What is the inverse function of f(x) = -sqrt ( 4 - x^2) for -2<= x < = 0?  

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hala718 | High School Teacher | (Level 1) Educator Emeritus

Posted on

Given the function:

f(x) = -sqrt(4-x^2)

We need to find the inverse.

Let us assume that y= - sqrt(4-x^2)

Let us square both sides.

==> y^2 = (4-x^2)

Now we will rewrite:

==> x^2 = 4- y^2

==> x = +- sqrt(4-y^2)

Now we will replace y and x.

==> y= +-sqrt( 4-x^2)

But since -2 =< x =< 0 , then we will not consider sqrt(4-x^2) as an inverse.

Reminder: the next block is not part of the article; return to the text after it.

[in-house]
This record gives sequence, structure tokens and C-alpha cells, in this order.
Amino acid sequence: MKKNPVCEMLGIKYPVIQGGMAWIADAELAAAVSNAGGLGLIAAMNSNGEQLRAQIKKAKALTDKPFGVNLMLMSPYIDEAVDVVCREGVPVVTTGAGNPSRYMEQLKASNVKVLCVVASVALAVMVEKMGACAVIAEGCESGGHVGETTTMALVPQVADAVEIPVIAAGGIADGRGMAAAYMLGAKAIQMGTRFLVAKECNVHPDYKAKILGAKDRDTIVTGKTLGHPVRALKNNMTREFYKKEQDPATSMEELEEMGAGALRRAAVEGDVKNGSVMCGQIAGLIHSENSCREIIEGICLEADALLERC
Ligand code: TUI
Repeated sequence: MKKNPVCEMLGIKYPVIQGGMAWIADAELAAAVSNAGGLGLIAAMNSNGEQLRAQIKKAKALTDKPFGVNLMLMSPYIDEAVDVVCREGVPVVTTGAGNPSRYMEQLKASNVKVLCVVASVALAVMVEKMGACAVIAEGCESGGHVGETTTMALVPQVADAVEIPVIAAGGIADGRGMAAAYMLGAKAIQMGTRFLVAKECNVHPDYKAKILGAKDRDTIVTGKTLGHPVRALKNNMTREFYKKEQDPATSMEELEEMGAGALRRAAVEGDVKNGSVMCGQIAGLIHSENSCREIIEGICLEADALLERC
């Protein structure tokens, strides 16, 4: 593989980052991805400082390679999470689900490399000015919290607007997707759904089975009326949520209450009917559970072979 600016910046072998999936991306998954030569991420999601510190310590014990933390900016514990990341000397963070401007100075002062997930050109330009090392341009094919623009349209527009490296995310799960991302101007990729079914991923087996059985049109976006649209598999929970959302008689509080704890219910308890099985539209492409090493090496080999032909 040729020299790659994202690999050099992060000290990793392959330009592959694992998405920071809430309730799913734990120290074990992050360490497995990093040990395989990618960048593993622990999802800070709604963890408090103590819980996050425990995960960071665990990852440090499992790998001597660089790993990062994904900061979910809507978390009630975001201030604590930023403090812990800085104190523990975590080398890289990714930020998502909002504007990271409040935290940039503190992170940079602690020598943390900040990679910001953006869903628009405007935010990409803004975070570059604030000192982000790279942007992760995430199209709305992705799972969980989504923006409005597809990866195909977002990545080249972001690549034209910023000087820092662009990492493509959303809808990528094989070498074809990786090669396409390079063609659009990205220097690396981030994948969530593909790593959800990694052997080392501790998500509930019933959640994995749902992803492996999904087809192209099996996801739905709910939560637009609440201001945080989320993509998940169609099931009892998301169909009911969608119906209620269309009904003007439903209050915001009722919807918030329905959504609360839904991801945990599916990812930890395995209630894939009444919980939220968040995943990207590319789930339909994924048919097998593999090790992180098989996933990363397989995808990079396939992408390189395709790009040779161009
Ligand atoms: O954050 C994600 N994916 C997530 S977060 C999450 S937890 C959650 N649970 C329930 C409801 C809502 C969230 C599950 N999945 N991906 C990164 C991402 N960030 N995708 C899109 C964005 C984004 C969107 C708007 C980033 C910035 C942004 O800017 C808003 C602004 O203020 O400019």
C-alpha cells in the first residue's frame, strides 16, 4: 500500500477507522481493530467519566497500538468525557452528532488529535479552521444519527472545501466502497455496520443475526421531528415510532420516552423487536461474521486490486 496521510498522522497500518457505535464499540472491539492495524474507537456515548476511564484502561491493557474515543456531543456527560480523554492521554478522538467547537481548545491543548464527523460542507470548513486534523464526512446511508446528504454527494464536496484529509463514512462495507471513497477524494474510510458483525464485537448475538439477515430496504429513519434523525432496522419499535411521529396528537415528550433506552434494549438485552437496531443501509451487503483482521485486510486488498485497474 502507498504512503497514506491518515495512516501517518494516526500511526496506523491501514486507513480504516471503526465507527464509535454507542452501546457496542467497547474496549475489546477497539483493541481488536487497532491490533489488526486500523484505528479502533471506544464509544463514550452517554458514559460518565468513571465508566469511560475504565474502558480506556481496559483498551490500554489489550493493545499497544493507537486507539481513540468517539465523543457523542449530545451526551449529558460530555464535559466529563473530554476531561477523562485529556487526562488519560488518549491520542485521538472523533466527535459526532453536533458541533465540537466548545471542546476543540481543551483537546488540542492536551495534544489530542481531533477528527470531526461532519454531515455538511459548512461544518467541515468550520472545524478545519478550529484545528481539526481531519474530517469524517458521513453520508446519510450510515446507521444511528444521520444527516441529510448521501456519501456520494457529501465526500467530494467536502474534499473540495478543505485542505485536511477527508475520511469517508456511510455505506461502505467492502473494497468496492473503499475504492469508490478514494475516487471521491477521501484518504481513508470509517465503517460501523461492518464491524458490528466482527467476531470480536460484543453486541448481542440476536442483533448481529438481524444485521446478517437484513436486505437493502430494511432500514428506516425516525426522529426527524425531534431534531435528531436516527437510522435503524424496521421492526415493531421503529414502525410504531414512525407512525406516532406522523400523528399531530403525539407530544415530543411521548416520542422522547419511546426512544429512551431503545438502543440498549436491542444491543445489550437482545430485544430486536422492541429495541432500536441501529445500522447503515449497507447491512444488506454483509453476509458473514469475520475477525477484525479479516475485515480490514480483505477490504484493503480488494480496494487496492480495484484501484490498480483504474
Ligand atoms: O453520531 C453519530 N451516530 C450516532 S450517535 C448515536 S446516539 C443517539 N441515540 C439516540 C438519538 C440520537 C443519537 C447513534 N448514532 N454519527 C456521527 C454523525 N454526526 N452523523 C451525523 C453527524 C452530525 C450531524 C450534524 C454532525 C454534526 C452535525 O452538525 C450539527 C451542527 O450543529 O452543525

Then the inverse function is:

f^-1 ( x) = - sqrt(4-x^2) when  -2 =< x =< 0

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justaguide | College Teacher | (Level 2) Distinguished Educator

Posted on

We have to find the inverse function of f(x) = -sqrt (4 – x^2)

Now as -2<= x < = 0, we have -2<= y < = 0, also.

Let y = f(x) = -sqrt (4 - x^2)

=> -y = sqrt (4 – x^2)

=> y^2 = 4 – x^2

=> x^2 = 4 – y^2

=> x = sqrt (4 – y^2) or x = -sqrt (4 – y^2)

We have to select x = -sqrt (4 – y^2), due to the condition imposed earlier.

Interchange y and x

=> y = f^-1(x) = -sqrt (4 – x^2)

Therefore we see that the inverse function f^-1(x) = -sqrt (4 - x^2) for -2<= x < = 0, is the same function.

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